WASHINGTON—Congressional investigators are beginning to focus on accusations that a top civil rights official at the Justice Department illegally hired lawyers based on their political affiliations, especially for sensitive voting rights jobs.
Two former department lawyers told McClatchy Newspapers that Bradley Schlozman, a senior civil rights official, told them in early 2005, after spotting mention of their Republican affiliations on their job applications, to delete those references and resubmit their resumes. Both attorneys were hired.
One of them, Ty Clevenger, said: "He wanted to make it look like it was apolitical."
Schlozman did not respond to phone calls to his home Sunday. But he denied the allegations in an earlier phone interview with McClatchy Newspapers and through a department spokesman. In the interview he said he "tried to de-politicize the hiring process" and filled jobs with applicants from "across the political spectrum."
Attention is turning to Schlozman after the announcement last week that the Justice Department opened an internal investigation to determine whether Monica Goodling, Attorney General Alberto Gonzales' White House liaison, illegally took party affiliation into account in hiring entry-level prosecutors. The department's inspector general and its Office of Professional Responsibility are conducting that inquiry jointly.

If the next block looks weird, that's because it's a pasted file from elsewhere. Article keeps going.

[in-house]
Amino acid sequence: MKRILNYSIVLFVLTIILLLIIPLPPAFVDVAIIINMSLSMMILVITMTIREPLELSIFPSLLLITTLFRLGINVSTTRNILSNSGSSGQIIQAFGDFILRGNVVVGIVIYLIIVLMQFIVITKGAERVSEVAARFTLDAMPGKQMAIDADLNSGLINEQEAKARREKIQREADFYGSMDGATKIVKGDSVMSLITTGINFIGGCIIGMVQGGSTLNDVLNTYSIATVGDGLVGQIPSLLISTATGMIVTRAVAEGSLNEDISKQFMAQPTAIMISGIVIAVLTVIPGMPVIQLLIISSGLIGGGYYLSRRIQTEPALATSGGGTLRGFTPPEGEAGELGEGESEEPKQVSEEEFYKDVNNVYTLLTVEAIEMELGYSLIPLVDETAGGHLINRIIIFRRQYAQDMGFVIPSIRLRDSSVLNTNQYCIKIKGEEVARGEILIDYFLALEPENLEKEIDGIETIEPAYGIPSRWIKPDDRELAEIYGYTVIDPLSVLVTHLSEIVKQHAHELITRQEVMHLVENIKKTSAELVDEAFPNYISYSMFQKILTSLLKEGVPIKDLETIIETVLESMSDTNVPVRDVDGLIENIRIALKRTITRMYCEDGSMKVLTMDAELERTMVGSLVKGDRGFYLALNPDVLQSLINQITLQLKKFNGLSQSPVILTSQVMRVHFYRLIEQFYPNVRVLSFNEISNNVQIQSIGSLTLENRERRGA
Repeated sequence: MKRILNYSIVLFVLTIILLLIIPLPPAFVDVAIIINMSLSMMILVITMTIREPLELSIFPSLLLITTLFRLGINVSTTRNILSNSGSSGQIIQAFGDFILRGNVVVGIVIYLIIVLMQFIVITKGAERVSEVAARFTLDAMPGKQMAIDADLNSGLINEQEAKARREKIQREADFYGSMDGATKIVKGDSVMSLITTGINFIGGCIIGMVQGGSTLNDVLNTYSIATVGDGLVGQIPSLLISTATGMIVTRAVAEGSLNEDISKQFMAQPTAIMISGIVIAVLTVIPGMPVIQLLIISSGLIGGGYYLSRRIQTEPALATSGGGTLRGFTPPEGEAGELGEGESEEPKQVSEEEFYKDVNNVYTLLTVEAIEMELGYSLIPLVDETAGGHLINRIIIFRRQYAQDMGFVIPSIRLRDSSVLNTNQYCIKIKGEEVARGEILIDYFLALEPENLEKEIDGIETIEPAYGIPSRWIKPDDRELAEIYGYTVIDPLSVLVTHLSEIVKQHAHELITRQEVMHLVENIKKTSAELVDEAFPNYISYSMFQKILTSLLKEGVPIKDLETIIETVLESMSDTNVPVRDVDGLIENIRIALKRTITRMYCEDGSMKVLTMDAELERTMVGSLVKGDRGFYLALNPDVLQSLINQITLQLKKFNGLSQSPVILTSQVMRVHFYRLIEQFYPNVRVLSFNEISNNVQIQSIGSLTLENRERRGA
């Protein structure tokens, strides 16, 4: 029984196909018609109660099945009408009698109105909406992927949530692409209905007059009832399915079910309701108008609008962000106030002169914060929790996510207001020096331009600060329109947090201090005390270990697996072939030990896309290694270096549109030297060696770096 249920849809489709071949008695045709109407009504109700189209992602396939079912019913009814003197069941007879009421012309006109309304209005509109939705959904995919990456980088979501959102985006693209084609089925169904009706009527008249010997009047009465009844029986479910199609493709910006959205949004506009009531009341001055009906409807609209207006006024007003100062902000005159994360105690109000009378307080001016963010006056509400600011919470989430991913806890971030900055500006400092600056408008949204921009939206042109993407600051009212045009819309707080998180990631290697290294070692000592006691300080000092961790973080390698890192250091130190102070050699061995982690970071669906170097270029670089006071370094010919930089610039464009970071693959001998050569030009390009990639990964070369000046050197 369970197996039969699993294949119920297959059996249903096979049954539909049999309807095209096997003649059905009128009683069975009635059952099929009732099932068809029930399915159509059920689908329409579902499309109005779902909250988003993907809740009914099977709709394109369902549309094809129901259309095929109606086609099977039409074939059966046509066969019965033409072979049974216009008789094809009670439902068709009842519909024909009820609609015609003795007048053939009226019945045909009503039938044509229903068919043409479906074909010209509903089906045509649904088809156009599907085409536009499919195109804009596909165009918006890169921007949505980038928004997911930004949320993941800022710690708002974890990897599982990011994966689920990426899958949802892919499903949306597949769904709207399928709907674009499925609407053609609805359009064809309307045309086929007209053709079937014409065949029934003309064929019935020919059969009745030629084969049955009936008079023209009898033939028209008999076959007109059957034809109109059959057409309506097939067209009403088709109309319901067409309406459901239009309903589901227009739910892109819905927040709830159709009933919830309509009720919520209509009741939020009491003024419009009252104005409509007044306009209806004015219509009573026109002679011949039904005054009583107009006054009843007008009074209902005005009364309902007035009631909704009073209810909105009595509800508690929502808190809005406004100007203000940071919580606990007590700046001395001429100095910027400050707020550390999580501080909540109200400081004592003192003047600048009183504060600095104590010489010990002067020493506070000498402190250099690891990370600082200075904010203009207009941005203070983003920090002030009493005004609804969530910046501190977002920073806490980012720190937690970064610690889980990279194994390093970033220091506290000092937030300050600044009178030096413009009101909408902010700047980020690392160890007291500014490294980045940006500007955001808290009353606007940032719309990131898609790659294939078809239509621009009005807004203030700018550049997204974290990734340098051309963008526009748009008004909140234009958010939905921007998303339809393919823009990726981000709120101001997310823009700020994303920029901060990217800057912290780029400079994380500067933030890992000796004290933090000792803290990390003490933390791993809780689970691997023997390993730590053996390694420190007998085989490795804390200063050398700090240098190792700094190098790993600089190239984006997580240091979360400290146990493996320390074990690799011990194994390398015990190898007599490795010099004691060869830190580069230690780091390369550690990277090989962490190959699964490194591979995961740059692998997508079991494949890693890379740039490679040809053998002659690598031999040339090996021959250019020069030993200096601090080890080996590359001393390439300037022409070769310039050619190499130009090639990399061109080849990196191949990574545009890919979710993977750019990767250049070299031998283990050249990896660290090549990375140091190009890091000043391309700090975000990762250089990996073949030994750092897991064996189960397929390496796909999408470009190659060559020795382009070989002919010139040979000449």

Federal law and Justice Department policies bar the consideration of political affiliation in hiring of personnel for non-political, career jobs.
A congressional aide, who requested anonymity because of the sensitivity of the matter, said that the House and Senate Judiciary Committees want to look beyond Goodling to see whether other department officials may have skewed recruiting and hiring to favor Republican applicants. Investigators have heard allegations that Schlozman showed a political bias in hiring and hope the department will permit him to be interviewed voluntarily, the aide said.
Sen. Claire McCaskell, D-Mo., told National Public Radio last week that she wants to hear testimony from Schlozman because "more answers under oath need to be given."
One of the former Justice Department employees, Clevenger, is pursuing a whistleblower suit alleging he was wrongly fired for exposing mistreatment of employees by his Special Litigation Section chief.
Clevenger and the other lawyer recounted Schlozman's odd handling of their job applications in the spring of 2005. Clevenger said his resume stated that he was a member of the conservative Federalist Society and the Texas chapter of the Republican National Lawyers Association. The other applicant's resume cited work on President Bush's 2000 campaign, said the attorney, who insisted upon anonymity for fear of retaliation.
They said Schlozman directed them to drop the political references and resubmit the resumes in what they believed were an effort to hide those conservative affiliations.
Clevenger also recalled once passing on to Schlozman the name of a friend from Stanford as a possible hire.
"Schlozman called me up and asked me something to the effect of, `Is he one of us?'" Clevenger said. "He wanted to know what the guy's partisan credentials were."